His targeted killing rocked the Middle East. The political and moral context of the region quickly changed. Its effects were most immediately felt in Iran and Iraq, where the focus of politics shifted – from protesters demanding their rights to the theme of U.S. foreign policy. This development was a huge political and ideological gift to Iranian hardliners and their regional allies who were the target of many of these regional protests, especially in Iran, Iraq and Lebanon.

Within Iran, the regime cynically manipulated the powerful themes of patriotism and anti-imperialism to create a rare moment of national unity. A state-sanctioned mass mobilization took place to honor Gen. Soleimani, who was inaccurately portrayed as a war hero who protected Iran from the Islamic State. Forgotten now were the regime’s massive economic corruption, growing state repression and the legacy of November killings.

Mr. Trump’s tough talk emboldened Iranian hardliners, especially the Islamic Revolutionary Guard Corps (IRGC). His promise to bomb cultural sites against the backdrop of punitive economic sanctions and the decapitation of senior leaders provided a perfect “I told you so” moment. Internal debates over rights and democracy do not matter, clerical forces have long maintained. National security and external threats must be prioritized. Mr. Trump’s Iran policy seemed to prove them right.

In Iraq, the focus of politics is now on an American troop withdrawal. It has been forgotten that during the Soleimani strike a senior member of Popular Mobilizations Forces, Abu Mahdi al-Muhandis, was also killed. This political group holds the second-largest bloc in parliament. A week earlier, a U.S. air strike on several of their bases killed 25 of their members leading to the attack on the American embassy. They have publicly stated that their revenge on the United States will be fierce and forthcoming.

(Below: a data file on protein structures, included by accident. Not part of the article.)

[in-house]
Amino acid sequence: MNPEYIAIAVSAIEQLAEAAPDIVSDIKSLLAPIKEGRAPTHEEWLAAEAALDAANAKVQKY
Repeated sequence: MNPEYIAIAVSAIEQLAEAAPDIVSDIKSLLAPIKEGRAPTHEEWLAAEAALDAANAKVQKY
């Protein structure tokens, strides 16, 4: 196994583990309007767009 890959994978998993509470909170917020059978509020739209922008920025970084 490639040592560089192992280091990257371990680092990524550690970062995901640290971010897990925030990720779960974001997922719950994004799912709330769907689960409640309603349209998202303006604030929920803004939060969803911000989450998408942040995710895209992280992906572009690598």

If war breaks out in the Middle East, these shifts in the politics of the region will consume other countries as well. On Wednesday night, after the strike on Iraqi military bases used by U.S. troops, the IRGC threatened to hit Dubai and Haifa if the United States retaliated. Were this to happen, the democratic oxygen would be sucked out of the regional protests movements and a broader Middle East war involving Israel, the UAE and Saudi Arabia would be guaranteed. Demands for political reform and democratic accountability would be the last item on anyone’s agenda, as governments and societies would mobilize for the coming war.

Democratic transitions demand political stability. Threats of war and violence, the assassination of political leaders and broad-based economic sanctions that impoverish millions, typically embolden the most reactionary and authoritarian elements in society while undermining the work of pro-democracy and human-rights groups.

Looking back over the past 50 years, all of the wars in the Middle East have undermined the prospects for democratic change. From the various Arab-Israeli wars, the Lebanese Civil War, the Iran-Iraq War, the 1990 Gulf War, the 2003 U.S. invasion of Iraq, the Syrian Civil War, up to the War in Yemen. The biggest beneficiaries consistently have been the forces of radical extremism and political authoritarianism.

Now, both Tehran and Washington have stepped back from the brink of war. This pause in hostilities, however, is very tenuous and fragile. Let us be clear: The U.S. and Iran remain on a collision course.

Aeschylus, the ancient Greek dramatist, famously said, “In war, truth is the first casualty.” As the storm clouds gather once again over the Middle East, I want to adapt his iconic phrase: When war comes to the Middle East, the prospects for democratic change is the first casualty and authoritarianism the big winner.